Clay - the Pits and in Prose

ART HISTORY  |  ART & WRITING  |  CLAY FORM(E)S

clay cuts

Looking at literature pertaining to the word itself, images of its shaping and formative spaces. Clay.

BY NATHALIE VIRULY

Earth feels warm as a word. Perhaps it’s something to do with the lava running beneath the crust or a mother. Maybe it’s the mere pairing of vowels. It’s something wholesome and hard. But clay pivots on coolness. It somehow feels different. It’s cold, drudged, dead, sticky, wet,  in a vacuum of possibility and dirt.

 

Billy Mills best describes clay as “that from which the first man was made, or the ground in which nothing grows … clay has associations with both creation and decay”. The resultant symbolism thrives in literature. The likes of Wilde, Blake, Byron and even Bukowski, mention the stuff – for both its biblical and carnal implications. Our origin, brittleness and earthly ties, therefore seem to present in clay, as does our death, written to make dust of us – a particle reincarnation – as per gospel. Human life, its markers, are found in the poetics of clay. Kaolin. Cain and Abel. 

 

Poet John Masefield refers to “the red of Adam’s clay”, while Patrick Kavanagh depicts clay as a caught and listless spirit,  “clay is the word and clay is the flesh … No hope. No lust. The hungry fiend screams the apocalypse of clay”. Similarly,  James Joyce likens an unmarried woman’s “empty life”, neither living nor dying, to an omen of clay in while Fredrick Manning writes about the trenches of warfare as “endless lanes sunken in the clay”, as ventricles of massacre alongside wild flowers. And Shakespeare’s Sonnet 71: No longer mourn for me when I am dead, talks of being  “compounded” with clay in death, while Ken Morrice’s depicts red clay tainted with the blood of swelling wartime graves.

Oscar Wilde

Napoleon Sarony (1821–1896)  |  Oscar Wilde  |  1882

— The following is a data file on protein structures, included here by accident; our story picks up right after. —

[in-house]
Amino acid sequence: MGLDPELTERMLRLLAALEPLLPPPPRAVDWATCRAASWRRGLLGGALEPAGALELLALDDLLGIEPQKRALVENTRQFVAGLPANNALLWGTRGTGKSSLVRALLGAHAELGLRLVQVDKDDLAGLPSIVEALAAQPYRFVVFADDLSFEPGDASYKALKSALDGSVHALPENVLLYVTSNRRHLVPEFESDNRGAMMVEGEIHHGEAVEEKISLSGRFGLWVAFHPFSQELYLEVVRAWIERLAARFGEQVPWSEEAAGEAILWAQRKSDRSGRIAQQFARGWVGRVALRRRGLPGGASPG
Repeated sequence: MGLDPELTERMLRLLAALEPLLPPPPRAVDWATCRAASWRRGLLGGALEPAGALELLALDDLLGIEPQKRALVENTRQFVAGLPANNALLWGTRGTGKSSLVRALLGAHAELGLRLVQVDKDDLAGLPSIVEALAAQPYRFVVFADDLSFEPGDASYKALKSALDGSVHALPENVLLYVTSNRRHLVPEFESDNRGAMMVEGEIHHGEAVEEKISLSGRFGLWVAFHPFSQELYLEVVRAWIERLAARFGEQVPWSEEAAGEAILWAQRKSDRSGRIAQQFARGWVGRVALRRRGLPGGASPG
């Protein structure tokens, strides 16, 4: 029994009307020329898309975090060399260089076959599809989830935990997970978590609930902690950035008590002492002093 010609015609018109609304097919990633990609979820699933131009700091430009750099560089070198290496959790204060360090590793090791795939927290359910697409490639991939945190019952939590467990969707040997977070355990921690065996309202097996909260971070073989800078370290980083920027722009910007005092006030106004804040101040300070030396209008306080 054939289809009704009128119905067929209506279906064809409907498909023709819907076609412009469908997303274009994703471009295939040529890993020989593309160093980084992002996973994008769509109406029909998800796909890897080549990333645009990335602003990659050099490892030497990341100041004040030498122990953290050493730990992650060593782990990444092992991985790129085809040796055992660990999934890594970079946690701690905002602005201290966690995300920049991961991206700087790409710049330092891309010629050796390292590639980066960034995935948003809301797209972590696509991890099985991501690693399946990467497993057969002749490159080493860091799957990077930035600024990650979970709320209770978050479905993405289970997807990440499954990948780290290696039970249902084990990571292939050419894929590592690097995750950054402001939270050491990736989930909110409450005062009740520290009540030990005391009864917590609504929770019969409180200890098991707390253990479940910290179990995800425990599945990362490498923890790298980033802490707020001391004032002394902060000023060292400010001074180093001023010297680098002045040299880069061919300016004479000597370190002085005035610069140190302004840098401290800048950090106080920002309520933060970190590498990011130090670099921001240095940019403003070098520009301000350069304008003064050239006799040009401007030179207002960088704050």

“that from which the first man was made, or the ground in which nothing grows … clay has associations with both creation and decay” (Billy Mills)

Jack Clemo by Heather Spears

Heather Spears  |  Portrait of Jack Clemo

 

Beyond metaphor, there are those who write for the potters – of texture and tangibility. 

Jack Clemo for one confronted the reality of the china-clay quarry where he lived and died in the city of Cornwall. His works, “The Flooded Clay-Pit”, “The Excavator”, “Christ in the Clay-Pit,” and “The Clay-Tip Worker”, written while both blind and deaf, speak of the destruction related to the soft form’s extraction, sludge, and transformation.   

“Praise God, the earth is maimed, 

And there will be no daisies in that field

Next spring . . .

One patch of Poetry reclaimed By Dogma: one more triumph for

our Lord.” (Clemo, Clay-Tip Worker, 1951) 

Clay has malleable forms and meanings. Maybe as a word, flesh, fashioning or sludge. It’s also the name of the poet, Willy Clay. It’s nature and nonsense. Something that links time and construct, concrete with pressure.  

LIST OF WORKS CITED: 

Oscar Wilde – Humanitad (1881)

William Blake – The Marriage of Heaven and Hell (1790)

Lord George Byron – Lara (1814)

Charles Bukowski – The most beautiful woman in town (1983)

John Masefield – The Everlasting Mercy (1911)

Patrick Kavanagh – The Great Hunger ( 1942)

James Joyce – Clay (1914)

Fredrick Manning – The Trenches (1917)

William Shakespeare – Sonnet 71: No longer mourn for me when I am dead (1609)

Ken Morrice – Nigg ( 1991)

Jack Clemo – The Clay Verge (1951) ( including poems such as The Flooded Clay-Pit, The Excavator, Christ in the Clay-Pit, The Clay-Tip Worker)

REFERENCES: 

Billy Mills, 2016, Poster poems: clay – The Guardian

Iwan Russell-Jones, 2017, Jack Clemo: Poet of the Ravaged Clay. CRUX. Vol 53, No4

Joyce pictured in 1931 with Nora Barnacle after their wedding in London. Photograph: Popperfoto/Getty Images

Joyce pictured in 1931 with Nora Barnacle after their wedding in London  |  Popperfoto/Getty Images

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